Panchapakesa Ayyar, J.
1. This is an interesting case. The first Class Bench Court, Tiruvottiyur, discharged the respondent Kanniappa, in a case under Section 504, Penal Code. The respondent abused the petitioner in obscene terms stating:
'May his wife be ravished. May the hydrocelic fellow (the petitioner is said to have hydrccele) be beaten till his hydrcocele is blown to bits.'
This abuse was uttered in the absence of the petitioner, but the people who heard the abuse--they were members of the Panchayat--conveyed it to the petitioner, Muniswamni Naicker, who felt highly put out on hearing their report and felt like committing a breach of the peace but restrained himself with an effort.
2. The question is whether, in these circumstances an offence under Section 504, Penal Code, was made out prima facie. Mr. Asker Ali, for the petitioner, urged with great vehemence that there is really no distinction between a man who utters such words to Panchayatdars and ask them to convey the words to the petitioner and a person who sends such insulting words by letter to the petitioner and, that it has been held by the Bombay High Court, in Silvestervaz v. Louis Diets, : AIR1930Bom120 that if insulting words likely to provoke a person to a breach of the peace are conveyed to him in a letter by post the man sending such a letter will be liable under Section 504, Penal Code. The learned Public Prosecutor agrees, and I too agree. But the point here is whether the respondent not only uttered the abuse to the Panchayatdars but asked the Panchayatdars to convey it to the petitioner. If a man stands before another's house, or near where he is, and utters insulting words calculated to provoke a breach of the peace even in his absence and wants them to be conveyed to the man be abuses and waits there to see what would happen, he will, in my opinion, be liable under Section 504, Penal Code, as such a message, by messengers, stands on even a stronger footing than a message by letter. But as the learned Public Prosecutor has rightly urged, there is no evidence in this case to show that the respondent asked the Panchayatdars before whom he uttered the insulting words regarding the petitioner to convey them to the petitioner. Such a request is, in my opinion, essential to make a prima facie case under Section 504, Penal Code. As that is absent, the discharge was right. Mr. Asker Ali argues that if insulting words like these are uttered, and are conveyed to the person about whom they are uttered, they are likely to provoke a breach of the peace when the victim is told about them whether the utterer asks them to be conveyed to him or not, and would, therefore, amount to an offence under Section 504. I cannot agree. If that were so, any defamatory words, like that a man's wife or daughter is immoral, will come under Section 504, Penal Code, even if they are uttered a thousand miles away, if they are conveyed to the men by some obliging friends; nor can the distance be a criterion. The gravamen of the offence under Section 504, Penal Code, lies in the utterer provoking the victim by his words to commit an immediate breach of the peace. That can only occur if he utters the words in the presence of the victim or has them conveyed to him by letter or messenger. Few sane persons will commit a breach of the peace on mere hearsay evidence of abuse, and without even verification. In this case, as there is no evidence to show that the utterer asked the panchayatdars to convey his insulting words, uttered in his absence, to the petitioner, I am of opinion that the lower Court's order discharging the respondent cannot be said to be illegal, incorrect, improper or irregular, or to have occasioned a failure of justice.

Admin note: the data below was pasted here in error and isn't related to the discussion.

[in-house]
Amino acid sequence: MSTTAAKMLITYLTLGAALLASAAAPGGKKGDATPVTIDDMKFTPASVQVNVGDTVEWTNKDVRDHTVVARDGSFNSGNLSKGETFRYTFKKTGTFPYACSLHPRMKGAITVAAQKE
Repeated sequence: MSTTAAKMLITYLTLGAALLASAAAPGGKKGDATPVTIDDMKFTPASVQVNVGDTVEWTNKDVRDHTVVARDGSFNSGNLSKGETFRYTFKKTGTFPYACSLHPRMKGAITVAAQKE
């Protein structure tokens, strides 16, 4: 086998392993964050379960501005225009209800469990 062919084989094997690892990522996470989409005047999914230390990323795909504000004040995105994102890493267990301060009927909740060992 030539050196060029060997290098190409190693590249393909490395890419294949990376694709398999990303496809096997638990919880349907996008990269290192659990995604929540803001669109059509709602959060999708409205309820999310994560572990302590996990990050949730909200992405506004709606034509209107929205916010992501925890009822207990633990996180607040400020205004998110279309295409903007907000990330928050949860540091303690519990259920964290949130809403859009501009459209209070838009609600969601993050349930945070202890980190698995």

3. The petition deserves to be and is hereby dismissed.